• We will ensure that the discussion and analysis of institutionalized racism is on the agenda in our meetings, in our publications, and in our communications with our members.
  • We pledge that our work to dismantle racism and oppression will be integrated into all of our work.
  • We commit to being an integral part of the change necessary for social transformation.
  • We urge our members to honor the essence of the Humanities and its commitment to the moral and ethical values of our society.
  • We urge our members and friends to reflect upon these commitments and honor them.

Finally, we thank the many people who have contributed to this statement, as well as those who have worked over the years to raise awareness and make meaningful change in our organizations, in our field, and in our society.

We, the undersigned, representing or working at public or academic programs or cultural organizations, are partners in this call to action:

Association of African and African American Folklorists
Alabama Center for Traditional Culture, Montgomery, AL

Andrea Graham, Laramie, WY
The Association for Cultural Equity
Bradley Hanson and Evangeline Mee, Nashville, TN
Center for Folklore Studies, Ohio State University
Center for the Study of Upper Midwestern Cultures at the University of Wisconsin-Madison
Center for Washington Cultural Traditions
Emily Hilliard, Charleston, WV
Folk & Traditional Arts Program, Erie Arts & Culture
Folk Arts & Heritage Program, Mass Cultural Council
Folk Studies Program, Western Kentucky University
Folklore and Public Culture Program, University of Oregon
Folklore Program at Utah State University
George Mason University Folklore Studies Program
Indiana University Department of Folklore and Ethnomusicology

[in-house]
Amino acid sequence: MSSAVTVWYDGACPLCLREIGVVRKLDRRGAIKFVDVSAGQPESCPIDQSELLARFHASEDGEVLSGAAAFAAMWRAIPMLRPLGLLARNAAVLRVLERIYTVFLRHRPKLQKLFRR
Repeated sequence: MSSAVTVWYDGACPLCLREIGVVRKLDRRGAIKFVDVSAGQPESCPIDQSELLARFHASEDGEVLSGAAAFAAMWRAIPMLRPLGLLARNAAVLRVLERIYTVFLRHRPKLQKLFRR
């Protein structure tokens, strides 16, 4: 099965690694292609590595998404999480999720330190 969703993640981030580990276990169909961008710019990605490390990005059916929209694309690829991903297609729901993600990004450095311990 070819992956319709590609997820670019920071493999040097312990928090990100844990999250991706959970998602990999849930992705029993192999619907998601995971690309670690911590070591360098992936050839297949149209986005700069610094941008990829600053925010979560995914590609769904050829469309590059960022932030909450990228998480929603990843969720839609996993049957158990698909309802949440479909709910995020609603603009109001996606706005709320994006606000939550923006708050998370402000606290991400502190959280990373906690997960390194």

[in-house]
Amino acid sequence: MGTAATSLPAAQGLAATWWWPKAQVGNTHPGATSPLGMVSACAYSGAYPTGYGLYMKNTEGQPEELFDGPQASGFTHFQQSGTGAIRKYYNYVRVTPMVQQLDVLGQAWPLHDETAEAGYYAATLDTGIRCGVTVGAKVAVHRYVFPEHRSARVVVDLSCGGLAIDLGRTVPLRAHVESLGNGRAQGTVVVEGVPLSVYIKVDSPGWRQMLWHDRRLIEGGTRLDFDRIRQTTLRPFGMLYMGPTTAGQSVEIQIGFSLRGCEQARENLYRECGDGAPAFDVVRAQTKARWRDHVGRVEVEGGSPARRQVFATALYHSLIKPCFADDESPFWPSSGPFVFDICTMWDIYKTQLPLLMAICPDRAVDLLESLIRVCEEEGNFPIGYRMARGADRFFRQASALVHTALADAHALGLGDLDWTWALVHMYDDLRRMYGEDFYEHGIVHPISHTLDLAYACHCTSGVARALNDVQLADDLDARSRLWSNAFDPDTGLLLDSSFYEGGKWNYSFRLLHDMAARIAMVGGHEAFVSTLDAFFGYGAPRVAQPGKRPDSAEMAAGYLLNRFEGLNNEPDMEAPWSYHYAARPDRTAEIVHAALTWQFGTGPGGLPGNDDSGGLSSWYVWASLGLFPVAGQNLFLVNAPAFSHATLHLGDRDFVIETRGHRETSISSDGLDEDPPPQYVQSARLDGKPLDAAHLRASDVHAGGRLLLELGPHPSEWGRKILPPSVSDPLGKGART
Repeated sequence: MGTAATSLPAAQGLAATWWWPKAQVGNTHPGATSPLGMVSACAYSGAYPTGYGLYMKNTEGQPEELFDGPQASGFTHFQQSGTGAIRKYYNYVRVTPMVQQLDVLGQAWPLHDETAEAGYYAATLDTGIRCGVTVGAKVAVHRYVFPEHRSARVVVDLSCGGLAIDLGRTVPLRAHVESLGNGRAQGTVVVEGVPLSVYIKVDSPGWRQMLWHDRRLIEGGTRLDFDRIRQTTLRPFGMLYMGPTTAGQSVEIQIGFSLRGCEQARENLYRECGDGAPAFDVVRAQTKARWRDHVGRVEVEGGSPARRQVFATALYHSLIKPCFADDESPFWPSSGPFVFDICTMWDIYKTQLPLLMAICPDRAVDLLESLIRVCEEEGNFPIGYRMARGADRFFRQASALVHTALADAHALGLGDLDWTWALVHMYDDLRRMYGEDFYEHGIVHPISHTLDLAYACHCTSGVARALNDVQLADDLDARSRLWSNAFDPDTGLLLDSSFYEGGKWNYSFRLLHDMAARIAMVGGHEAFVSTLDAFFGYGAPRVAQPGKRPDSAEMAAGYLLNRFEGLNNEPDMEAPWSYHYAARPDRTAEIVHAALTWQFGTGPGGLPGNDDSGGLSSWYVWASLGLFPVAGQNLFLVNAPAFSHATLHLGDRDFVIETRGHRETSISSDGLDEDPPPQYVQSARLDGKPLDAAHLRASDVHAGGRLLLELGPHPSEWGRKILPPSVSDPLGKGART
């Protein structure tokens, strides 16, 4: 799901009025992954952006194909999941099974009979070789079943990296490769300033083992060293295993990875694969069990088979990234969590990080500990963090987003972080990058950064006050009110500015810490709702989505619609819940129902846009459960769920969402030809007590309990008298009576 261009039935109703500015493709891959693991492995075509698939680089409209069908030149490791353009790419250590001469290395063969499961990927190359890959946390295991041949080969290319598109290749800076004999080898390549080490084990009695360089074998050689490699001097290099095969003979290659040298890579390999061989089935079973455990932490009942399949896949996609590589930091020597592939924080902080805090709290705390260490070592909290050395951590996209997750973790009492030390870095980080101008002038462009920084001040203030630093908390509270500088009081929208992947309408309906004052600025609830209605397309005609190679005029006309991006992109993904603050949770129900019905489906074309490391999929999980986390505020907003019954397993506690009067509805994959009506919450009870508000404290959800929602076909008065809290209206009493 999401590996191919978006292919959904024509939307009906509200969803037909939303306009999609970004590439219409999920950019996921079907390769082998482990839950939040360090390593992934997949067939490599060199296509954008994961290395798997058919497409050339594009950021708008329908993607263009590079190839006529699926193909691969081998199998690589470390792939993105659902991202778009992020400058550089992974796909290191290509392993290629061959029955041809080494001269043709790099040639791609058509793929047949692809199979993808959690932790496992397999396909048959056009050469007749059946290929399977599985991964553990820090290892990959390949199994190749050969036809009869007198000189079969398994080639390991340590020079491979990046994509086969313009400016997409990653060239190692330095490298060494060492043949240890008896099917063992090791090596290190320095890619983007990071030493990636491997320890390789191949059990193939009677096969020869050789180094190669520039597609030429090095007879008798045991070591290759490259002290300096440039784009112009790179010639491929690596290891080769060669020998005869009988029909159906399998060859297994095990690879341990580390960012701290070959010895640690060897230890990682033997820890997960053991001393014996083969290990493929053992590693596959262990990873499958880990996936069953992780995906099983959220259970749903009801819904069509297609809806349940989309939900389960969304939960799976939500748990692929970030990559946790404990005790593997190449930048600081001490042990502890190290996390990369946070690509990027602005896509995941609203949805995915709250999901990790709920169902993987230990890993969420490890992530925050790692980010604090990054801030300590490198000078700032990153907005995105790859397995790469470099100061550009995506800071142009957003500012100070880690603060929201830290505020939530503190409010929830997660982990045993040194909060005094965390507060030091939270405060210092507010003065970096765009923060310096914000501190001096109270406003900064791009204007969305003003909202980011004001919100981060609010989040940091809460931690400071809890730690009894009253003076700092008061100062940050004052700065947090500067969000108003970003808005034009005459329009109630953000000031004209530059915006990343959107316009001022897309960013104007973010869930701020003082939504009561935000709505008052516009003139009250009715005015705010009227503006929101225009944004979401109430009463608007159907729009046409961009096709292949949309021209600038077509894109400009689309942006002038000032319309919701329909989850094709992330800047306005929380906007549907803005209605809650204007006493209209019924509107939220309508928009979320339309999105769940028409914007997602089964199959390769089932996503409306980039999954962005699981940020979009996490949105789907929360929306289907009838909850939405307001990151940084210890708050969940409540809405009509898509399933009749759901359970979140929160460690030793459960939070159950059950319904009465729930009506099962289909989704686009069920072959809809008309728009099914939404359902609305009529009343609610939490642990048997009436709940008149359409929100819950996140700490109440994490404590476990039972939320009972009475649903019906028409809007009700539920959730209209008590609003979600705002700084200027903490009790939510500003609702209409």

International Storytelling Center, Jonesborough, Tennessee
Jack Dappa Blues Heritage Preservation Foundation
Jack Dappa Blues Radio and TV
Kate Schramm, Hartford, CT
Kentucky Folklife Program, Western Kentucky University
Lilli Tichinin, Santa Fe, NM
Local Learning: The National Network for Folk Arts in Education
Louisiana Folklore Society

Maria Kennedy, Highland Park, NJ

Maria Zeringue, Jackson, MS
Memorial University Department of Folklore

Michael Mason, Washington, DC
Middle Atlantic Folklife Association
National Council for Traditional Arts
The New Jersey Folk Festival at Rutgers University, New Brunswick, NJ
New York Folklore
North Carolina Arts Council, Folklife Program
Oregon Folklife Network
Paul McCoy, Gallatin, TN
The Pennsylvania Center for Folklore and American Studies Program at Pennsylvania State University

Philadelphia Folklore Project
Sally Van de Water, Highland Park, NJ
Scandinavian Cultural Center at Pacific Lutheran University
Southwest Folklife Alliance
Teresa Hollingsworth, Atlanta, GA
University of California, Berkeley Folklore Program
University of Wisconsin, Madison Folklore Studies Program
Urban Artistry, Inc.
The University of Louisiana Folklore Studies Program
Traditional Arts Indiana, Indiana University
Vermont Folklife Center 
Virginia Siegel, Fayetteville, AR
Western Folklife Center

*The individuals listed above pledge their own support and cannot speak for the institutions where they work

American Folklore Society Executive Board
Norma E. Cantú, President
Dorothy Noyes, Past President
Amanda Dargan
Luisa Del Giudice
Thomas A. DuBois
Michael Dylan Foster
Fariha I. Khan
Ellen E. McHale
Tom Mould
Debra Lattanzi Shutika
Patricia Sawin
Emily Socolov
Jessica Turner, ex officio

Immediate Past Executive Board Advisers
Wanda G. Addison
Olivia Cadaval
Phyllis May-Machunda

Cultural Diversity Committee of the American Folklore Society
Fariha Khan and Mintzi Martinez-Rivera, chairs
Junious Brickhouse
Guillermo De Los Reyes
Todd Lawrence
Maria Lewis
Phyllis May-Machunda
Eric Cesar Morales
Diana N’Diaye
Naomi Sturm-Wijesinghe



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American Folklore SocietySister Society: SIEF